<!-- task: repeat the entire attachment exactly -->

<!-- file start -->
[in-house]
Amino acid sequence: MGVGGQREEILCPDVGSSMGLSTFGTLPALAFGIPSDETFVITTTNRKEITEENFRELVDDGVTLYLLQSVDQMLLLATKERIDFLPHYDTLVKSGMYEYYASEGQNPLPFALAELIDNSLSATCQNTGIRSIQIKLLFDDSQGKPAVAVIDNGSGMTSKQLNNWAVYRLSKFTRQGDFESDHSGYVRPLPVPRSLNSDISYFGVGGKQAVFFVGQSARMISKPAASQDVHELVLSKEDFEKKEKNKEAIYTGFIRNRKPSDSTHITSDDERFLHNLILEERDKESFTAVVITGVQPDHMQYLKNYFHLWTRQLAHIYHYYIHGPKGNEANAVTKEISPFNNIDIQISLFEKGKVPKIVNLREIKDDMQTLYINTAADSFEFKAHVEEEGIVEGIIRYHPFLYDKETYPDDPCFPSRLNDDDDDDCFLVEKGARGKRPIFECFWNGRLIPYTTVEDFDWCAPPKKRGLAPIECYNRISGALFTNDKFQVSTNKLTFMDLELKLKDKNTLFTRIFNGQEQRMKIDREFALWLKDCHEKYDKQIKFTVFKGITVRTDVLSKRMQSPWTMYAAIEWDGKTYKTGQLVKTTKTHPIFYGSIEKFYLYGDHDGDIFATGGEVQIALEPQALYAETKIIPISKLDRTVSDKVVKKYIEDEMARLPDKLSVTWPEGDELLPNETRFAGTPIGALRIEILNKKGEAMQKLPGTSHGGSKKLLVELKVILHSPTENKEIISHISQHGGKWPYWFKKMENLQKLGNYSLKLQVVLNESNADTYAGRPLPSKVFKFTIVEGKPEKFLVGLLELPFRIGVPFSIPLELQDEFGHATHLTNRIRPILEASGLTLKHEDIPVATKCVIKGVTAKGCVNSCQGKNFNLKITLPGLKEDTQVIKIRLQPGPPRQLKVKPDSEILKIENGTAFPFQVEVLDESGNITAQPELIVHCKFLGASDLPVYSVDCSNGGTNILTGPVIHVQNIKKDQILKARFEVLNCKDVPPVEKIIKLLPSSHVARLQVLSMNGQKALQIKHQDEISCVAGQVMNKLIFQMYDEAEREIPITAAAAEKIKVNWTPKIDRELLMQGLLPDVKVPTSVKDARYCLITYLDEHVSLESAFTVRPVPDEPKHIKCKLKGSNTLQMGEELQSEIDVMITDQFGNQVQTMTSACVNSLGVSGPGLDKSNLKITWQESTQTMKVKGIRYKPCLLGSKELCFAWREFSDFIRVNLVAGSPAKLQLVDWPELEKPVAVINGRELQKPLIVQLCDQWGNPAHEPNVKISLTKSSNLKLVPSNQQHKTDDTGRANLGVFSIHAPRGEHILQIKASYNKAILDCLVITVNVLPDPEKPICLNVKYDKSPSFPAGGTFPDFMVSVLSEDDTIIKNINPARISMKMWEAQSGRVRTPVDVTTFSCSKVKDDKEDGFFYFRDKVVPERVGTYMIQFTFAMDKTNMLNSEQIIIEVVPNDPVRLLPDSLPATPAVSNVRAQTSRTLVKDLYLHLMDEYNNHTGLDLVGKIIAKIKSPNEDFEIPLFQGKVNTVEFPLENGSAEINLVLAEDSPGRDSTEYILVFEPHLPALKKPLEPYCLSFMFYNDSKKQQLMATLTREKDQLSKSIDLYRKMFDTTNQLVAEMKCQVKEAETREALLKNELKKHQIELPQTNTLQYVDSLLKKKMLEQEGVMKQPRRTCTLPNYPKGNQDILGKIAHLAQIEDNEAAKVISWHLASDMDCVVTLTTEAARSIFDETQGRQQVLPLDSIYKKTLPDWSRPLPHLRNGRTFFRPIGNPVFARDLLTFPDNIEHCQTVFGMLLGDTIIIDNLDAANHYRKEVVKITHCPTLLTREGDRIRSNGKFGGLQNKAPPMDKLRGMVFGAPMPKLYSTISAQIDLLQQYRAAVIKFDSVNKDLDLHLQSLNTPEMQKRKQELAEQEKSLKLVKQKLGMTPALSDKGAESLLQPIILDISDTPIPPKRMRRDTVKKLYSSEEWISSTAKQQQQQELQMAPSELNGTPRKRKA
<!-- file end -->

[in-house]
Amino acid sequence: MGVGGQREEILCPDVGSSMGLSTFGTLPALAFGIPSDETFVITTTNRKEITEENFRELVDDGVTLYLLQSVDQMLLLATKERIDFLPHYDTLVKSGMYEYYASEGQNPLPFALAELIDNSLSATCQNTGIRSIQIKLLFDDSQGKPAVAVIDNGSGMTSKQLNNWAVYRLSKFTRQGDFESDHSGYVRPLPVPRSLNSDISYFGVGGKQAVFFVGQSARMISKPAASQDVHELVLSKEDFEKKEKNKEAIYTGFIRNRKPSDSTHITSDDERFLHNLILEERDKESFTAVVITGVQPDHMQYLKNYFHLWTRQLAHIYHYYIHGPKGNEANAVTKEISPFNNIDIQISLFEKGKVPKIVNLREIKDDMQTLYINTAADSFEFKAHVEEEGIVEGIIRYHPFLYDKETYPDDPCFPSRLNDDDDDDCFLVEKGARGKRPIFECFWNGRLIPYTTVEDFDWCAPPKKRGLAPIECYNRISGALFTNDKFQVSTNKLTFMDLELKLKDKNTLFTRIFNGQEQRMKIDREFALWLKDCHEKYDKQIKFTVFKGITVRTDVLSKRMQSPWTMYAAIEWDGKTYKTGQLVKTTKTHPIFYGSIEKFYLYGDHDGDIFATGGEVQIALEPQALYAETKIIPISKLDRTVSDKVVKKYIEDEMARLPDKLSVTWPEGDELLPNETRFAGTPIGALRIEILNKKGEAMQKLPGTSHGGSKKLLVELKVILHSPTENKEIISHISQHGGKWPYWFKKMENLQKLGNYSLKLQVVLNESNADTYAGRPLPSKVFKFTIVEGKPEKFLVGLLELPFRIGVPFSIPLELQDEFGHATHLTNRIRPILEASGLTLKHEDIPVATKCVIKGVTAKGCVNSCQGKNFNLKITLPGLKEDTQVIKIRLQPGPPRQLKVKPDSEILKIENGTAFPFQVEVLDESGNITAQPELIVHCKFLGASDLPVYSVDCSNGGTNILTGPVIHVQNIKKDQILKARFEVLNCKDVPPVEKIIKLLPSSHVARLQVLSMNGQKALQIKHQDEISCVAGQVMNKLIFQMYDEAEREIPITAAAAEKIKVNWTPKIDRELLMQGLLPDVKVPTSVKDARYCLITYLDEHVSLESAFTVRPVPDEPKHIKCKLKGSNTLQMGEELQSEIDVMITDQFGNQVQTMTSACVNSLGVSGPGLDKSNLKITWQESTQTMKVKGIRYKPCLLGSKELCFAWREFSDFIRVNLVAGSPAKLQLVDWPELEKPVAVINGRELQKPLIVQLCDQWGNPAHEPNVKISLTKSSNLKLVPSNQQHKTDDTGRANLGVFSIHAPRGEHILQIKASYNKAILDCLVITVNVLPDPEKPICLNVKYDKSPSFPAGGTFPDFMVSVLSEDDTIIKNINPARISMKMWEAQSGRVRTPVDVTTFSCSKVKDDKEDGFFYFRDKVVPERVGTYMIQFTFAMDKTNMLNSEQIIIEVVPNDPVRLLPDSLPATPAVSNVRAQTSRTLVKDLYLHLMDEYNNHTGLDLVGKIIAKIKSPNEDFEIPLFQGKVNTVEFPLENGSAEINLVLAEDSPGRDSTEYILVFEPHLPALKKPLEPYCLSFMFYNDSKKQQLMATLTREKDQLSKSIDLYRKMFDTTNQLVAEMKCQVKEAETREALLKNELKKHQIELPQTNTLQYVDSLLKKKMLEQEGVMKQPRRTCTLPNYPKGNQDILGKIAHLAQIEDNEAAKVISWHLASDMDCVVTLTTEAARSIFDETQGRQQVLPLDSIYKKTLPDWSRPLPHLRNGRTFFRPIGNPVFARDLLTFPDNIEHCQTVFGMLLGDTIIIDNLDAANHYRKEVVKITHCPTLLTREGDRIRSNGKFGGLQNKAPPMDKLRGMVFGAPMPKLYSTISAQIDLLQQYRAAVIKFDSVNKDLDLHLQSLNTPEMQKRKQELAEQEKSLKLVKQKLGMTPALSDKGAESLLQPIILDISDTPIPPKRMRRDTVKKLYSSEEWISSTAKQQQQQELQMAPSELNGTPRKRKA